The characteristic of innovation is in its flexibility, when the innovator does not face as few restrictions and limits as possible. This may not be possible if the governments step in all the time. When the government is the source of sustainability, and is the one in charge, then unspoken boundaries are put in place. Other foreign investors see that there is lesser place for them to invest, and thus the government is virtually the sole controller of the project. As a result, innovators are compelled to follow the interests of the government or their source of funding will be cut. For example, in the area of technology or new media, there is propensity for the government to say that the product that is set up must support the government as a cost for its help. This may end up restricting innovation, which disrupts the entire process, as innovators feel largely restricted. Furthermore, there can be complications in the government at certain points in time, and this unnecessarily complicates matters. On the other hand, it is possible for the innovation centre to be funded all the same – just through private funding from the richer section of society. Many rich people are interested in putting their money into innovation, and more innovators are willing to gather if this happens. A culture of innovation is instilled into the area, and it becomes increasingly well known, causing more innovators to gather there. This culture is what made America’s Silicon Valley so valuable and famous. This creates a comparatively larger pool of ideas that can be put into action, ultimately giving an increased effectiveness. When there exists such private funding that can also help to fund innovators, if not boost them, then there is clearly an alternative to things.

On the other hand, there can be cases in which private funding is not sufficient. The government is needed in certain countries where few successes have been made, so that there can be a better starting point for the country. For example, in Russia, foreign investors are unwilling to invest in Russia, because investments are risky due to few previous successes. Governments, in contrast to private funders, are much more reliable because they are more trustworthy and accountable for their actions. Private investors are seen to be more profit-oriented, out to get more money for themselves, while the government is usually portrayed to be acting for its people. This makes the innovation hub much more sustainable. Also, the government needs to springboard new innovators. Many new innovators that lack a start-off fund are disincentivised to join the centre because they can be start reaping their profits earlier due to the fact that they have the government’s aid in financial areas such as rental and tax breaks. In the case of Russia’s 400 hectare Skolkovo, the government hands out a minimum of 150,000 dollars of start-up funds for new companies and investors, and gives out generous tax breaks to the companies. The government can give such financial help on a larger scale as compared to the private funders because they have lesser processes and more freedom to carry out their policies. This better provides a platform for the innovators to showcase their ideas, and make things really happen. In certain junctures, especially the action stage, where money is obviously required the most to set the ideas in place, the government can provide more help and a better face to the rest of the world.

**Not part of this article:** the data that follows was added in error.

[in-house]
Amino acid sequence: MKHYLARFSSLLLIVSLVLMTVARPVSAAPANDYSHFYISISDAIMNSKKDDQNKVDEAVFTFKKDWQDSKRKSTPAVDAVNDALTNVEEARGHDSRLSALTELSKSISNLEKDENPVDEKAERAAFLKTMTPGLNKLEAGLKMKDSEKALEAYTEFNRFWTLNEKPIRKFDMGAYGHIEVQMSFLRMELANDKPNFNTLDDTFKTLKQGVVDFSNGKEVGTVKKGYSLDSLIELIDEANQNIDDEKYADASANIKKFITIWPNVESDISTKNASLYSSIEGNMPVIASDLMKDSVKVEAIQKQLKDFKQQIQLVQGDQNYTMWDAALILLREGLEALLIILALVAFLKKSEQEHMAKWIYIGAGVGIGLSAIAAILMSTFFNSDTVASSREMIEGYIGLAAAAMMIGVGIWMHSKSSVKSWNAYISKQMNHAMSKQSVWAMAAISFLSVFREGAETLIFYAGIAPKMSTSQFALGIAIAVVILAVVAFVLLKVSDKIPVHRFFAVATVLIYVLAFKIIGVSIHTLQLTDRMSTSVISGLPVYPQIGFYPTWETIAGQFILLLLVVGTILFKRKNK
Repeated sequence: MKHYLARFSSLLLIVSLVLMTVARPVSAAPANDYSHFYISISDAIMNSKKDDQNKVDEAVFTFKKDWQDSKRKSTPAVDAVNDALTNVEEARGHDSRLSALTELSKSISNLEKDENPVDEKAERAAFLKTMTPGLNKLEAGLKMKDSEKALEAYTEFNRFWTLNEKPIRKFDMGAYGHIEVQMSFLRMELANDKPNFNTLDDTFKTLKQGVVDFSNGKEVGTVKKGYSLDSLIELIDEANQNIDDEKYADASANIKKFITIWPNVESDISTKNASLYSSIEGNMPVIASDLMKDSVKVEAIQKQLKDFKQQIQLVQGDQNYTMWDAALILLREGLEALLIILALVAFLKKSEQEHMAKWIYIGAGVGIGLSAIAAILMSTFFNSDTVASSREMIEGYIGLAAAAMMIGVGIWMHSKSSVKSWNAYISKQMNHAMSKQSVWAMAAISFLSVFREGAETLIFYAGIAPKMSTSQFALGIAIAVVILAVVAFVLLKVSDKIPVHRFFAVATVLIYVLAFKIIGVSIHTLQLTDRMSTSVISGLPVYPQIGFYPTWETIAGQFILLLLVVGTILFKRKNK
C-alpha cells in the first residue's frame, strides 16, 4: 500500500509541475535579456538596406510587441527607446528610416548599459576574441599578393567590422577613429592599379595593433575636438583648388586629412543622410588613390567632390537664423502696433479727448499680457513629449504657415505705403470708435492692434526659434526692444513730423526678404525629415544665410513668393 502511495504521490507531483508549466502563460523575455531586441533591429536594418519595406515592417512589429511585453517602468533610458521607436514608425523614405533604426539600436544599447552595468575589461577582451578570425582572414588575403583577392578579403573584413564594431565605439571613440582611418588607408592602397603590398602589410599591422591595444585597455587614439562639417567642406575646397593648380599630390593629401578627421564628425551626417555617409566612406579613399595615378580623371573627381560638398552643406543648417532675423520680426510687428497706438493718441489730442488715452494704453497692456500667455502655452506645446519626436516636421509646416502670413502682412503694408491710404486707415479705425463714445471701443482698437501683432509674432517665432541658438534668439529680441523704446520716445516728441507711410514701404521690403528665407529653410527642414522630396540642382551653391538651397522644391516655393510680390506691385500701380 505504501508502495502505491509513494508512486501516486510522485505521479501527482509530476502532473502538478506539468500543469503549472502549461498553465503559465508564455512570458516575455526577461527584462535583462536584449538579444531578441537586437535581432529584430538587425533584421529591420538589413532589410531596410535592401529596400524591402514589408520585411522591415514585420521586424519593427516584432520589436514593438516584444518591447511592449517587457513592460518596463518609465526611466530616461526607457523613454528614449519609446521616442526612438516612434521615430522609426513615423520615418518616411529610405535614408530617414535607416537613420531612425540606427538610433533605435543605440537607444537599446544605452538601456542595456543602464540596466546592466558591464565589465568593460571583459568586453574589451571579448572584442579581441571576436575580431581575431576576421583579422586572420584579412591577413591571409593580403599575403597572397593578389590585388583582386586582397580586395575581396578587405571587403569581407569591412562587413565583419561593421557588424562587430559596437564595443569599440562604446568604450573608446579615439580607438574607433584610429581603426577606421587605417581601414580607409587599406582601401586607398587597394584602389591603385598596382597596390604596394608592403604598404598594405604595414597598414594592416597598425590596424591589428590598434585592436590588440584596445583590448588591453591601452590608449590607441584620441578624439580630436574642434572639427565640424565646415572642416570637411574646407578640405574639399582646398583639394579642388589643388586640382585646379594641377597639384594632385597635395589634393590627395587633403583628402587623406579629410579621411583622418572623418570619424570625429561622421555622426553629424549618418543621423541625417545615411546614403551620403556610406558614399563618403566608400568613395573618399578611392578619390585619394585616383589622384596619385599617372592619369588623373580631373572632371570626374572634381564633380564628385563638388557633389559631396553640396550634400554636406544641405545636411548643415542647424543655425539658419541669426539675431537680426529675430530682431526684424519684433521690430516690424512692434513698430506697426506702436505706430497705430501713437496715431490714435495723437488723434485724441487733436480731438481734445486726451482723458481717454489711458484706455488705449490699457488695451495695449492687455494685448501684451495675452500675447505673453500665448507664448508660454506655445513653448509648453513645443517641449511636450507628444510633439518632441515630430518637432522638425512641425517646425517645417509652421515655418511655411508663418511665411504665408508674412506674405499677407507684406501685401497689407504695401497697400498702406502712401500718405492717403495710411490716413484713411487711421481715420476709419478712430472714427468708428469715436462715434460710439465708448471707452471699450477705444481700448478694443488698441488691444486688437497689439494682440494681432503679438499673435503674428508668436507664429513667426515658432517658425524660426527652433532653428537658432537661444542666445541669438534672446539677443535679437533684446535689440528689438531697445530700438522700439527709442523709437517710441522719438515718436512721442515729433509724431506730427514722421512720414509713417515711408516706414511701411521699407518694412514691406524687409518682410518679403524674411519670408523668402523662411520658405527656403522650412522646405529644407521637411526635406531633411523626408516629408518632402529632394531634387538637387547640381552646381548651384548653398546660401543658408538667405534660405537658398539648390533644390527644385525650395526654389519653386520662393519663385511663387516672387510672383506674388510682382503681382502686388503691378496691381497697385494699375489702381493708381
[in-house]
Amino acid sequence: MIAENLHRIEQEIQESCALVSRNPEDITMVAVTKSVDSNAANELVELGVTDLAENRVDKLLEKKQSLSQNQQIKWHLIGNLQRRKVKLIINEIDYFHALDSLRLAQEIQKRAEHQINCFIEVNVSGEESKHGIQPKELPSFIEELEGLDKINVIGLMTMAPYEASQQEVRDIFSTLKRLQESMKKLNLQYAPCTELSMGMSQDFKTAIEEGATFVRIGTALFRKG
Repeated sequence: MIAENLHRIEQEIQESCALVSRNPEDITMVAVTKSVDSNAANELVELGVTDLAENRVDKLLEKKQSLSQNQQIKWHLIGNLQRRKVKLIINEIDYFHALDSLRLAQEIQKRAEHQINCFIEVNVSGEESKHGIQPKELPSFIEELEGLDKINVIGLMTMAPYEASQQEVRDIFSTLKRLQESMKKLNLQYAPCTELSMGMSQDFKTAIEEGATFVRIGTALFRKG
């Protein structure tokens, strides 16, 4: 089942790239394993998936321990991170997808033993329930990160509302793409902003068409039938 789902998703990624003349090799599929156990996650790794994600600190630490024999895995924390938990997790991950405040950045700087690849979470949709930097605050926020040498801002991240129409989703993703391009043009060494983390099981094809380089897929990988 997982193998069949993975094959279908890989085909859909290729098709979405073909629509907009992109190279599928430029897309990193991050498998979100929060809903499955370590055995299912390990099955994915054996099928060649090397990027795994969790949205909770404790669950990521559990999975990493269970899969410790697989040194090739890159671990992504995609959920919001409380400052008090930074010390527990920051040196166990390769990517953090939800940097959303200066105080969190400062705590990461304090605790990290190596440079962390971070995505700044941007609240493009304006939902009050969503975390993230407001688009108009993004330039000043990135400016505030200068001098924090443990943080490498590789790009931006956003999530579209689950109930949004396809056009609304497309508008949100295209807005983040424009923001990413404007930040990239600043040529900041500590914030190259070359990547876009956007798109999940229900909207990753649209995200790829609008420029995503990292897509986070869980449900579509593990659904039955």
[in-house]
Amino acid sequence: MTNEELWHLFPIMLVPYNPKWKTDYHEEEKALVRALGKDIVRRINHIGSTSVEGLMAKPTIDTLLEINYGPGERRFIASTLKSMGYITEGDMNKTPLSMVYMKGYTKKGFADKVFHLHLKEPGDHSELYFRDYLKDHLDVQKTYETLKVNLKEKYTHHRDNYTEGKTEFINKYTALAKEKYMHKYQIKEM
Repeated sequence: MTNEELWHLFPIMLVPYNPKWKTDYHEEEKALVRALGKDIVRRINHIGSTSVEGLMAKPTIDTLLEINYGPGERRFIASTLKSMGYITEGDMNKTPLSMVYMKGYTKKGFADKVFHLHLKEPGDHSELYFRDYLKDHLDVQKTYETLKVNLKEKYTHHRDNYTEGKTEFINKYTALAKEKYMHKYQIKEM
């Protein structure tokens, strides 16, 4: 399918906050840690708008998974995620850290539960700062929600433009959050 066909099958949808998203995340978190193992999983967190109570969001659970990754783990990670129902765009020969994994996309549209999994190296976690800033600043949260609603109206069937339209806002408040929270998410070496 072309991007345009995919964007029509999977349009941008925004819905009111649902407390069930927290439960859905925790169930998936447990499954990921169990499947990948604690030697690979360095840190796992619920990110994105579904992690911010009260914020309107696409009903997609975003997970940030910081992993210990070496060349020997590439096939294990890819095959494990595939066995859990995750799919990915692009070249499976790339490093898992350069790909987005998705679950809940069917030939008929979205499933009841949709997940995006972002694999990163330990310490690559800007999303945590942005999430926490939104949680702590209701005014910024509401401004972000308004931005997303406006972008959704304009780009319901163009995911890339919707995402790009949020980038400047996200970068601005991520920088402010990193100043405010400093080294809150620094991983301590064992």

While we acknowledge the fact that at the beginning stage, a free flowing centre of ideas can provide a better front, and will be good to start off with, we also need to know that the innovation centre cannot do without governmental intervention. The government can provide for many new benefits, such as a real platform to dish out the ideas to make them work, and also to attract more companies and innovators as time goes by. Support and funding from the leaders of the country truly is essential to build a successful and famous innovation centre. 

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Hi guys, I'm a student in Singapore, and this are some thoughts and essays I have written over the years.